Probe by the Special Counsel Continues to Broaden in Scope

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The Wall Street Journal recently broke the story that Allen Weisselberg had been granted immunity by federal prosecutors in the Southern District of New York.

Weisselberg is the longtime chief financial officer of the Trump Organization and also serves as the treasurer of the Trump Foundation.

The CFO has been with the Trump family since 1970, when he began working for President Donald Trump’s father, Fred Trump. Weisselberg currently co-manages the Trump businesses along with President Trump’s adult sons.

Weisselberg was called to testify to a grand jury earlier this summer. As the CFO, he presumably has a wealth of knowledge about the Trump Organization’s internal cash flow.

Presently, Weisselberg has been given immunity related solely to the payments that Michael Cohen made to two women with whom Trump allegedly had affairs. However, through use of the same above-described investigation, prosecutors could potentially subpoena additional records from the company, and the investigation could undergo a further expansion.

Through use of the offices of the U.S. Attorney for the Southern District of New York, it appears as though the legal team of Special Counsel Robert Mueller has obtained a foothold with which to examine President Trump’s private businesses activities.

A look at how the investigation initially came into existence helps to provide insight regarding the current direction of the probe.

In May 2017, through an order issued by Deputy Attorney General Rod Rosenstein, Mueller, a colleague of Rosenstein, was appointed to the position of special counsel, following the dismissal of FBI Director James Comey.

Questions about conflicts of interest arose, including those surrounding the situation in which Mueller had unsuccessfully interviewed for the position of FBI director the day prior to his appointment as special counsel. Mueller’s appointment materialized after a push had taken place, primarily on the part of Democrats, for Attorney General Jeff Sessions to recuse himself, and Sessions acceded to the demands.

The language used in the appointment of the special counsel was broad in scope and essentially gave Mueller carte blanche to investigate without restrictions or limits on length, breadth, and/or monetary considerations.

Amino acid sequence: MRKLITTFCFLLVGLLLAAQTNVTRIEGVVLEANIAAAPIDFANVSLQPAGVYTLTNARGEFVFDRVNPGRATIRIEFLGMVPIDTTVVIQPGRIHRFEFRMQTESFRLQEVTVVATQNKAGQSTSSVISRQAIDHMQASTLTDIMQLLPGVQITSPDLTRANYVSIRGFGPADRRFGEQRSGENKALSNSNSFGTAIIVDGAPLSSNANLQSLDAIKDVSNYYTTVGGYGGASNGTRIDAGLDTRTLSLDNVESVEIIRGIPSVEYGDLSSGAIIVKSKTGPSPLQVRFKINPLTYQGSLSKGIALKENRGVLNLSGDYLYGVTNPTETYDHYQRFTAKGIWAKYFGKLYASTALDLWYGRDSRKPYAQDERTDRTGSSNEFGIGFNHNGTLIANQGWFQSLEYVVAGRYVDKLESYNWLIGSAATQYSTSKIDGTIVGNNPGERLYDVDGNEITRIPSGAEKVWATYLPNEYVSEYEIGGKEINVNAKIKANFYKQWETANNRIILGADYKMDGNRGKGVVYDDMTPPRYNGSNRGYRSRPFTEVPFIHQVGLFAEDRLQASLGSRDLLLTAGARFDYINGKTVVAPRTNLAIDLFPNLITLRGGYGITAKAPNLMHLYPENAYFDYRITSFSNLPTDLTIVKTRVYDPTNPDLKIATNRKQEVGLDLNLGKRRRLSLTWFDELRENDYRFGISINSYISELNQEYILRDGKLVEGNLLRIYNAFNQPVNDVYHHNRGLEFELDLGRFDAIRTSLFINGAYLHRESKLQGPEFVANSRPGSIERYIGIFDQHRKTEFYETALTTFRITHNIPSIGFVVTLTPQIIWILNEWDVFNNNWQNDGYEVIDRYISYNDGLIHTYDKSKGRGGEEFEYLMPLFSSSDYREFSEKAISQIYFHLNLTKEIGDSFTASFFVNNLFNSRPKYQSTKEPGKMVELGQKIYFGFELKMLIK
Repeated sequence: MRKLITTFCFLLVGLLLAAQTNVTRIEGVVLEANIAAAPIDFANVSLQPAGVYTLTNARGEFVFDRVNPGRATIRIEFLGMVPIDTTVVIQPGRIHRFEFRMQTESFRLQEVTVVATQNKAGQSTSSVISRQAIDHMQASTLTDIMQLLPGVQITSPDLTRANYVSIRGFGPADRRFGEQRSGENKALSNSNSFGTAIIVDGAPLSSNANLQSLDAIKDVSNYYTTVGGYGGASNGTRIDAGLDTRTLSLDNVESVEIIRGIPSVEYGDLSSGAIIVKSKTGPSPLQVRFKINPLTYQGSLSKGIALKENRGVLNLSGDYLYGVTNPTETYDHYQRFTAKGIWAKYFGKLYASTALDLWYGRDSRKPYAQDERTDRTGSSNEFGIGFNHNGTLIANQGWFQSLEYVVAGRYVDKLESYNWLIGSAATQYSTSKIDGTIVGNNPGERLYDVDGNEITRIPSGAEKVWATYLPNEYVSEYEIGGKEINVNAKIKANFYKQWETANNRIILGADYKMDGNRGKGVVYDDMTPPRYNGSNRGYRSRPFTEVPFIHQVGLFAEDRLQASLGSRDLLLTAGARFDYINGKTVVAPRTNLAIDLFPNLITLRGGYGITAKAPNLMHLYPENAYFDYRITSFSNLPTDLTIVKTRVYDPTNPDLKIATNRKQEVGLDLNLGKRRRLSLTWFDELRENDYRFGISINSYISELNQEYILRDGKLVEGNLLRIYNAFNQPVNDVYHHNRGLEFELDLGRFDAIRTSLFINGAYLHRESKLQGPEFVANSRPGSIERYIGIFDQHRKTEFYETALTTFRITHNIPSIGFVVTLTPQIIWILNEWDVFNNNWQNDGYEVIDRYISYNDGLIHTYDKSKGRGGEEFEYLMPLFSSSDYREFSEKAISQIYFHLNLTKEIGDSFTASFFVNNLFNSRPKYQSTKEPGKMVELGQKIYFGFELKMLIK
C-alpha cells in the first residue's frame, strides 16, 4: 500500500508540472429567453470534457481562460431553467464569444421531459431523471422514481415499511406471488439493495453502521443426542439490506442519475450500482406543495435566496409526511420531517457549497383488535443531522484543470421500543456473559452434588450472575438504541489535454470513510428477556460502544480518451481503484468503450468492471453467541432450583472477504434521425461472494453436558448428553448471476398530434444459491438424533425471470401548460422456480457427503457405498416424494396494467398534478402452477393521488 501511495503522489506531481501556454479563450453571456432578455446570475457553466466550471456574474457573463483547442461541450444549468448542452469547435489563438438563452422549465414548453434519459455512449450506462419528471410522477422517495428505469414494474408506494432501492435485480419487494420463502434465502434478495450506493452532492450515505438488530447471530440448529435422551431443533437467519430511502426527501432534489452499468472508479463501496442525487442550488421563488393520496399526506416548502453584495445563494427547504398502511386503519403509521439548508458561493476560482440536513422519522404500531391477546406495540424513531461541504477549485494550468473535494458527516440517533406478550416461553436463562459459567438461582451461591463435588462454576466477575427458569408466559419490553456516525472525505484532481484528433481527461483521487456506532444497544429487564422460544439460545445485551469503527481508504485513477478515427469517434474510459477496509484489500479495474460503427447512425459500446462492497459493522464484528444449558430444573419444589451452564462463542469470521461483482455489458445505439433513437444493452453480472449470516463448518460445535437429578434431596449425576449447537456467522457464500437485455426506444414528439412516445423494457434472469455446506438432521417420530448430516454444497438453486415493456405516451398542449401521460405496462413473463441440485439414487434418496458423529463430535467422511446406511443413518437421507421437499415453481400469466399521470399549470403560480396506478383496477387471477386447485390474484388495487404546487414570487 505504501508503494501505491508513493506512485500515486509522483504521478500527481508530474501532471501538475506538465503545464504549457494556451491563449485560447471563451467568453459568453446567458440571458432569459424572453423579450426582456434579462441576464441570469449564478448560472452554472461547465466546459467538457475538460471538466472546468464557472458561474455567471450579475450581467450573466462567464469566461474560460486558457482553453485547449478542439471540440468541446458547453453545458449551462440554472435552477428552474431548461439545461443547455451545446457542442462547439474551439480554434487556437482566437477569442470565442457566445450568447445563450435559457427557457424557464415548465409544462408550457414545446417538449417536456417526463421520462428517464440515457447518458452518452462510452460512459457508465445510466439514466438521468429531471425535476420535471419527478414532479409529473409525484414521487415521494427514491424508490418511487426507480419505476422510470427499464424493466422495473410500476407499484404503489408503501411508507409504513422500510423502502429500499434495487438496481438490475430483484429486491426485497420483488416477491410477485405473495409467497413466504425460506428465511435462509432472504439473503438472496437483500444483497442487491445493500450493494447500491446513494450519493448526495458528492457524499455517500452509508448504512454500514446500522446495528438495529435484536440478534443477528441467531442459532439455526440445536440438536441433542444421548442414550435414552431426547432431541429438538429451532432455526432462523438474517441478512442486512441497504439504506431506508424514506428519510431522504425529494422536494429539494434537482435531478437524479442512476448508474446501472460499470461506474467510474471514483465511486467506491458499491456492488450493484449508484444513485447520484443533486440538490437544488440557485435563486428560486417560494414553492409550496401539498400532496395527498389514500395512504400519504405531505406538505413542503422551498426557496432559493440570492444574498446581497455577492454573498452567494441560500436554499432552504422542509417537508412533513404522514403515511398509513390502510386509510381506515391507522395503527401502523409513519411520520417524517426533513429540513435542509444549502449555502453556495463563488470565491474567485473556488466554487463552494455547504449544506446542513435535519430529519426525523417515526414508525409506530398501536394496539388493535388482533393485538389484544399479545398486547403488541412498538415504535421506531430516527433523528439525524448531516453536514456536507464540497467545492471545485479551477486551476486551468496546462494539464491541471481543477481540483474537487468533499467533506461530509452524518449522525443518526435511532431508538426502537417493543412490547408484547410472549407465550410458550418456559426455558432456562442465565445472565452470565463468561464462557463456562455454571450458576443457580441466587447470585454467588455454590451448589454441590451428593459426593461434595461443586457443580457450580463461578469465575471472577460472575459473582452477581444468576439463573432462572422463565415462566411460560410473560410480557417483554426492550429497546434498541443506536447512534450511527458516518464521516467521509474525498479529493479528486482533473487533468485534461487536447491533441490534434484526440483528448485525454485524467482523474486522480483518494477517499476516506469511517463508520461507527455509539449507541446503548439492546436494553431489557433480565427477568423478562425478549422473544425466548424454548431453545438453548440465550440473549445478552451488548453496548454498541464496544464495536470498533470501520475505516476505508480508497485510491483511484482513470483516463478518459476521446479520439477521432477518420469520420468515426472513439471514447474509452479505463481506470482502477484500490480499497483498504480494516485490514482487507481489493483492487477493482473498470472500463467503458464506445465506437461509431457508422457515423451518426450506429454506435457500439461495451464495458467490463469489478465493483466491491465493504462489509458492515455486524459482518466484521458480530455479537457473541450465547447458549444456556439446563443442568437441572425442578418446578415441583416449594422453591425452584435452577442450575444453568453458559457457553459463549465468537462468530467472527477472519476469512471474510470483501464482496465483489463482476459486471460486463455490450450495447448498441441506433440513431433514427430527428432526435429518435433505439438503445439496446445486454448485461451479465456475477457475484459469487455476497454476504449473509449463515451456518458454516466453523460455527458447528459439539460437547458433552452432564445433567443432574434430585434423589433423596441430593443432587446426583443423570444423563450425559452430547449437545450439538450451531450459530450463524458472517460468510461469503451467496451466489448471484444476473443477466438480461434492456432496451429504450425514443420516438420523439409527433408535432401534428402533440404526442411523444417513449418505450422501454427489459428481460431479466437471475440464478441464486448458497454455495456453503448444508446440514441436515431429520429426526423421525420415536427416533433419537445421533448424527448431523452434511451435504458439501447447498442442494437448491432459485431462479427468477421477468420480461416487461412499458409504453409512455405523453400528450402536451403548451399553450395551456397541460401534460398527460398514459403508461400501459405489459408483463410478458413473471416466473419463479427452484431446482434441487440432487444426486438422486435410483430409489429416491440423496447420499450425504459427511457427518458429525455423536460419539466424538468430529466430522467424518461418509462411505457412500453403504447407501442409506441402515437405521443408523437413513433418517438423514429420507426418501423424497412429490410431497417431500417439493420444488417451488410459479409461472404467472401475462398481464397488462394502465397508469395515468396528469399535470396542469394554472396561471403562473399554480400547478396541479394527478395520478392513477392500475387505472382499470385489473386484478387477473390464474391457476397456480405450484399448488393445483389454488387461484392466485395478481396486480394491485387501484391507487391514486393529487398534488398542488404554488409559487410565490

Mueller went on to assemble what appeared to be a highly partisan team, which included the following individuals:

-Senior prosecutor Andrew Weissmann, who attended 2016 Democratic presidential candidate Hillary Clinton’s election night gathering and also sent a congratulatory email to former Deputy Attorney General Sally Yates after she blocked the so-called travel ban that had been issued in the early days of the Trump administration;

-Jeannie Rhee, a lawyer who represented the Clinton Foundation and also worked for Ben Rhodes, a former Obama administration NSA deputy director;

-Aaron Zebley, who represented the individual who installed Hillary’s private email server and who was also involved in the destruction of some Blackberry devices;

-Peter Strzok, former Chief of the Counterespionage Section of the FBI, who had led the tepid FBI investigation into Hillary’s use of a private email server, and who also initiated the aggressive investigation of the Trump campaign, which led to the Mueller appointment;

-Lawyer Lisa Page, Strzok’s colleague and paramour, who had exchanged text messages that revealed a bias against then-candidate Trump. Both Page and Strzok were removed from Mueller’s team for public relations reasons, according to the testimony of Strzok.

In 2009 Harvey Silverglate penned the book “Three Felonies a Day: How the Feds Target the Innocent.” In the foreword to the book, Harvard Law School Professor Alan Dershowitz discusses his experiences litigating cases in the old Soviet Union. Dershowitz notes that, due to vague interpretations of Russian laws, anyone could be prosecuted. The professor reminds us that it was Lavrentiy Beria, the infamous henchman of Joseph Stalin, who assured the dictator of the following: “Show me the man and I’ll find you the crime.”

The investigation was born amid multiple misgivings, which included, among other things, dubious FISA warrants obtained with a dossier paid for by the Clinton campaign and the Democratic National Committee. Contributing to the cloud of confusion that continues to surround the investigation is the fact that from its beginnings it had been minus a mandate of a specific crime with which it had been tasked to investigate, and the investigatory team has continued in its growth pattern.

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